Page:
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Caregiver Tips to Manage Sundowning in Parkinson's Dementia

Last updated: April 2023

As a certified speech pathologist, I counsel patients with Parkinson's dementia and their families on the symptoms of sundowning.

Sundowning is a neuropsychiatric symptom that begins at the time of sunset. This syndrome may occur in persons that have the start of Lewy body dementia, Alzheimer's, or Parkinson's dementia.1,2

Sundowners may present with anxiety, agitation, aggression, pacing, wandering, trying to escape, fighting, and not being able to follow directions.1,2

Create a calming routine

When the sun goes down, sundowning starts to elevate. I suggest that caregivers cover the windows and put the house lights on. This begins the wind-down of daily activities.

Play soft music in the background to create a calming influence. Loud noises should be eliminated. Discourage visitors at this time and avoid watching aggressive television shows or the news. In other words, establishing calming daily routines will reduce agitation.

How to communicate

I also advise caregivers on how to communicate optimally with a person who is sundowning. In my practice, I recommend that caretakers speak in a calm voice with loved ones when giving instructions.

Say one direction at a time. Speak in concrete terms. Avoid similes and metaphors. If the person with sundowning starts to communicate with untrue thoughts, instead of trying to correct the conversation, just go with the flow, change the subject, and continue on speaking. Usually, they will forget the former upsetting conversation and their demeanor will improve.3

Tracking the triggers

An effective way to deal with sundowning is to learn from each experience. Journalling of all signs of distress is important. Consider these questions:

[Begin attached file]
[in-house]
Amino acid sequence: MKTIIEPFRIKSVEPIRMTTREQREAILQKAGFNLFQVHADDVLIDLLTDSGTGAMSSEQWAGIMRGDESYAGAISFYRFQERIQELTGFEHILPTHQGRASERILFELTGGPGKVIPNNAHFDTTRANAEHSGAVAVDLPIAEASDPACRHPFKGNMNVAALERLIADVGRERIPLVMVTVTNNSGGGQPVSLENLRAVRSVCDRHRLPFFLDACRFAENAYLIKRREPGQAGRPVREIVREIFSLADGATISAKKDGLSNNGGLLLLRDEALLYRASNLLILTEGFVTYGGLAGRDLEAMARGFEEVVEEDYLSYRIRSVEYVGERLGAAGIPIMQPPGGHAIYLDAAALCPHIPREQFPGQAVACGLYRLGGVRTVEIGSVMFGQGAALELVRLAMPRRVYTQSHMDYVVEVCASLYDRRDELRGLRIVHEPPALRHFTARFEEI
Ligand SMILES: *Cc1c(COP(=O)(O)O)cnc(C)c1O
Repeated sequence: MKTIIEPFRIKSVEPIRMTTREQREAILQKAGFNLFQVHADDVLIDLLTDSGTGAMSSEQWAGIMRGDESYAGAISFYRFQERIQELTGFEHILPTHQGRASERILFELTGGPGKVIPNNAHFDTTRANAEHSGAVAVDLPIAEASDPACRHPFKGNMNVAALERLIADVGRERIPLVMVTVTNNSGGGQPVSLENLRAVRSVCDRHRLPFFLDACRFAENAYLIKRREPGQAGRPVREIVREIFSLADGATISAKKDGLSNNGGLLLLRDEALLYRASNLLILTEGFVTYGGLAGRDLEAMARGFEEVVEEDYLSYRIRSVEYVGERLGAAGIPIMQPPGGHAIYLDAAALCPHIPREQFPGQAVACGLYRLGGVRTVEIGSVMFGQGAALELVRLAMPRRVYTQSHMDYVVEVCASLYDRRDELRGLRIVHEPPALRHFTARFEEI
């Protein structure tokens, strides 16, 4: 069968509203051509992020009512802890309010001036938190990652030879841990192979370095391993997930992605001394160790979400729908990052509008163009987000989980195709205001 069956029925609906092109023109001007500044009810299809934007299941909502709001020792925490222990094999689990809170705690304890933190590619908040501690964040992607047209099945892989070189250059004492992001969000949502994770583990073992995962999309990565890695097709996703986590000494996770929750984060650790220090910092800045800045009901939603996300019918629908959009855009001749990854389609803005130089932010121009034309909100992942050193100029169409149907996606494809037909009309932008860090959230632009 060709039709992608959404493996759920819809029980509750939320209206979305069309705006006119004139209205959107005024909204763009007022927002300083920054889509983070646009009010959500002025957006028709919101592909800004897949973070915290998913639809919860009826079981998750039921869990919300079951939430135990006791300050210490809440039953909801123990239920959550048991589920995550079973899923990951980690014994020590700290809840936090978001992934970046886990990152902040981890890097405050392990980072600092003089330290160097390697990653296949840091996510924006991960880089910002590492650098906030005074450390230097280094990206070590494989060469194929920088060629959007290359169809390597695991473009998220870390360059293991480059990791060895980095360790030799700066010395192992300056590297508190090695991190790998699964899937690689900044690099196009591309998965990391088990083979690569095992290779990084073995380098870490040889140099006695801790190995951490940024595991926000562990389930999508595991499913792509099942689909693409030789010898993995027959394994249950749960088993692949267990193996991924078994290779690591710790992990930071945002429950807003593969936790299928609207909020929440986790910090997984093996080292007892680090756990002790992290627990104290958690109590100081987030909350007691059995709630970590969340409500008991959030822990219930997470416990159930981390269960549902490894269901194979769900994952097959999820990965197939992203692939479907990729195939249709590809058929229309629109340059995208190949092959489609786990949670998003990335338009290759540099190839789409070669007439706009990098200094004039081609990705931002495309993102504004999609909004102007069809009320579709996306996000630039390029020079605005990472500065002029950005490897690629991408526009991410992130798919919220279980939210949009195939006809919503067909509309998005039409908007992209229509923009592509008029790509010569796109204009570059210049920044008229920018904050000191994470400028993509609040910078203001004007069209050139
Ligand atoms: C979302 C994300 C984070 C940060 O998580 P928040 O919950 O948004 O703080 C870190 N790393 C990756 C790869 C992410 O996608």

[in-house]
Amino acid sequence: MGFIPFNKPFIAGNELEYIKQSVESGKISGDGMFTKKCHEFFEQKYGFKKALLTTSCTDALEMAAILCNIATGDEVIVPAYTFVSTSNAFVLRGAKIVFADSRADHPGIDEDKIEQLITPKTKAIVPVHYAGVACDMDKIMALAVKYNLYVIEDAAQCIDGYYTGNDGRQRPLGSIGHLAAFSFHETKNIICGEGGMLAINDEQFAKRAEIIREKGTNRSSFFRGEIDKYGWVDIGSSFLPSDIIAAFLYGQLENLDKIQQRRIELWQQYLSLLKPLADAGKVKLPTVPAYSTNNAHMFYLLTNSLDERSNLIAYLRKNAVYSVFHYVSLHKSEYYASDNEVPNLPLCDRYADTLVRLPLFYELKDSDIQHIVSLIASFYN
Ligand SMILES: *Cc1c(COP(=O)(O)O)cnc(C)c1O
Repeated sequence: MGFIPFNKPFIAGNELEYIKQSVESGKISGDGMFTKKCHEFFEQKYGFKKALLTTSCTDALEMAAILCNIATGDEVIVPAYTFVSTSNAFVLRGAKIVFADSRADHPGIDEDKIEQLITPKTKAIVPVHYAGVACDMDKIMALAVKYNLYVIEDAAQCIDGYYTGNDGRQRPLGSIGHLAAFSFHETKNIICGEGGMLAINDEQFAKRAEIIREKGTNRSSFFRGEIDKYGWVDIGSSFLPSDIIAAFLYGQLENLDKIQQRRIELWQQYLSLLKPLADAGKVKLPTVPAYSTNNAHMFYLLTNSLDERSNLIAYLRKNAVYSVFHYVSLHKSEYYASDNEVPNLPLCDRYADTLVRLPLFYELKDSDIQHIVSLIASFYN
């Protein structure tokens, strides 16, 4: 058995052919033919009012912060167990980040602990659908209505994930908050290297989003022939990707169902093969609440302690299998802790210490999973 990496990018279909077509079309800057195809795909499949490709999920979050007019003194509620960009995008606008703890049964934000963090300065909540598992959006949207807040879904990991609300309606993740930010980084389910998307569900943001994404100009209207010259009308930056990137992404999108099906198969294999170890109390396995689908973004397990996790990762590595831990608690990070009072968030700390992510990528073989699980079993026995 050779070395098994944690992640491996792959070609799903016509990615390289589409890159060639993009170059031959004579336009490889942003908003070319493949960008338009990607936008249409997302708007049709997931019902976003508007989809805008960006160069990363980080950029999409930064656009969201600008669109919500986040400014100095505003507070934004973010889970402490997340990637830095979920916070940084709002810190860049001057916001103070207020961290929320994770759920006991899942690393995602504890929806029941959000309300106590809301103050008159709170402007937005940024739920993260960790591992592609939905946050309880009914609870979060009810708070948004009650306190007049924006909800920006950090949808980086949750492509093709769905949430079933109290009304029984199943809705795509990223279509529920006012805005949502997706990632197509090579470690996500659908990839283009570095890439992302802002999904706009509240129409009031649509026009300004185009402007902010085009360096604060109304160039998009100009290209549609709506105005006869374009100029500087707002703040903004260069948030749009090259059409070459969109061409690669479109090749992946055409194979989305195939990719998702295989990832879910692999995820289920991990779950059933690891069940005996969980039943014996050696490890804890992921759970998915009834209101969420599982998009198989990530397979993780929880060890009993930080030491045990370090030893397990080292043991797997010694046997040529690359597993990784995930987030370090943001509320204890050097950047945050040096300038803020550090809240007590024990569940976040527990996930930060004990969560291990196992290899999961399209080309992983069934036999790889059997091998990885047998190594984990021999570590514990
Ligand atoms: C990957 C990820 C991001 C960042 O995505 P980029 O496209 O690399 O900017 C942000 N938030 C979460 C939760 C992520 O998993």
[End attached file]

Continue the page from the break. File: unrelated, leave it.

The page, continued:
• What may have triggered them?
  • How was this day different from others?
  • What physical signs did they show?
  • How long did the episode last?
  • What worked to calm them this time?

By using what you’ve learned from each occurrence, it will make it easier to deal with the next one.

Taking care of yourself

During my discussions with caregivers, I stress the need for their own downtime to maintain their health. Caregivers need to recharge their batteries.

I encourage them to join a caregiver support group where they can get emotional support from others. In the long run, members may have tips and techniques that could help us all. 

Caregivers should take several short breaks daily to focus on themselves. Some suggestions I recommend in my counseling sessions for caregivers are:

  • Giving yourself a manicure or pedicure
  • Joining a caregiver support group
  • Coloring with an adult coloring kit
  • Doing a needlepoint or knitting project
  • Taking time to meditate or pray
  • Relaxing exercises such as yoga, tai chi, or stretching
  • Progressive relaxation exercises
  • Breathing exercises
  • A phone or video chat with a friend

Keeping loved ones safe

Sundowners can become confused, aggressive, wander around, fight, or start to yell.  Incidentally, lock your doors - with the lock being up high and out of reach to discourage wandering.

Place stop signs (like the red ones in the street) on your doors. Speak to your doctor about sundowning and follow the tips outlined above to reduce the effects of sundowning and keep your loved ones safe.

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